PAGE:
Introduction

Neurodegeneration is one of the prominent pathological hallmarks of Alzheimer's disease (AD) and numerous non-AD tauopathies (Lee et al., 2001; Cummings and Cole, 2002). While increasing evidence suggests that pathological modification of microtubule-associated protein, tau (MAPT), and neuroinflammation play a significant role in the neuronal loss observed in tauopathies (Ishizawa and Dickson, 2001; Gerhard et al., 2004, 2006; Wyss-Coray, 2006), the exact mechanism by which these two pathologies result in neurodegeneration remain unclear.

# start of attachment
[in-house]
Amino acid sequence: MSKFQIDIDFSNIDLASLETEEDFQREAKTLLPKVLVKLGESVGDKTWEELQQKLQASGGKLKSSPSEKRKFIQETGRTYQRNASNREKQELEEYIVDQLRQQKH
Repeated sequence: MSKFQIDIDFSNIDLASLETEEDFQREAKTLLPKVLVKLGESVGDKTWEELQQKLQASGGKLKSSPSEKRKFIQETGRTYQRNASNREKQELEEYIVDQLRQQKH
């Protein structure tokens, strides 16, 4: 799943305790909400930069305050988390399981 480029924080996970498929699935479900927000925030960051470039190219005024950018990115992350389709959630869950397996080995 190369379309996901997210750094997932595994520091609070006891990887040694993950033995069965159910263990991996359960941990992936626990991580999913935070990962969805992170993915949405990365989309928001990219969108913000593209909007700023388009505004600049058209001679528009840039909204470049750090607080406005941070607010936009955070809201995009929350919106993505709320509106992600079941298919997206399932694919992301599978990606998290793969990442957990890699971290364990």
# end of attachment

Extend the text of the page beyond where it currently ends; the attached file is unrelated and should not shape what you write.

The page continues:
Microglia, the resident inflammatory cells of the central nervous system, monitor the brain for pathological alterations and become activated in most neurodegenerative diseases, including AD and other tauopathies (reviewed in McGeer and McGeer, 2001). Microglial activation can be beneficial or detrimental, contingent upon the context. Activation involves morphological alterations, proliferation, phagocytosis, migration, enhanced expression of cell surface receptors and the production of cytokines (Wyss-Coray, 2006). One way microglia communicate with neurons is via signaling between the neuronally-derived chemokine fractalkine (CX3CL1) and its G-coupled protein receptor, CX3CR1, which is expressed exclusively by microglia within the CNS (Harrison et al., 1998). Unlike other chemokines, CX3CL1 and its cognate receptor CX3CR1, are a unique, one to one ligand-receptor pair known to play an important role in neuroinflammation and neuroprotection. First, CX3CL1 and CX3CR1 signal to each other during chemotaxis (Bazan et al., 1997; Garton et al., 2001). Second, exogenously added CX3CL1 is neuroprotective in models of neuroinflammation (Meucci et al., 1998; Mizuno et al., 2003). Third, a genetic variant with reduced levels of CX3CR1 has been associated with age-related macular degeneration in humans (Combadiere et al., 2007). Fourth, an earlier study from our group demonstrated that disruption of CX3CL1-CX3CR1 signaling in Cx3cr1−/− mice (Jung et al., 2000) induces neurotoxicity upon peripheral LPS administration. CX3CR1 deficiency also accelerates neurodegeneration in mouse models of Parkinson's disease (PD) and Amyotrophic Lateral Sclerosis (ALS) (Cardona et al., 2006). Finally, in an earlier study we provided compelling evidence that a single dose of LPS significantly enhanced tau phosphorylation in CX3CR1-deficient mice (Bhaskar et al., 2010). Notably, CX3CR1 deficiency also accelerated tau phosphorylation, aggregation, neuroinflammation as well as cognitive impairment in an hTau mouse model of tauopathy (Bhaskar et al., 2010). Taken together these results suggest that CX3CR1 deficiency enhances neuroinflammation and accelerates tau hyperphosphorylation, which may result in neurodegeneration. However, it is unclear if tau mediates LPS-induced neurodegeneration in the CX3CR1 deficient mice.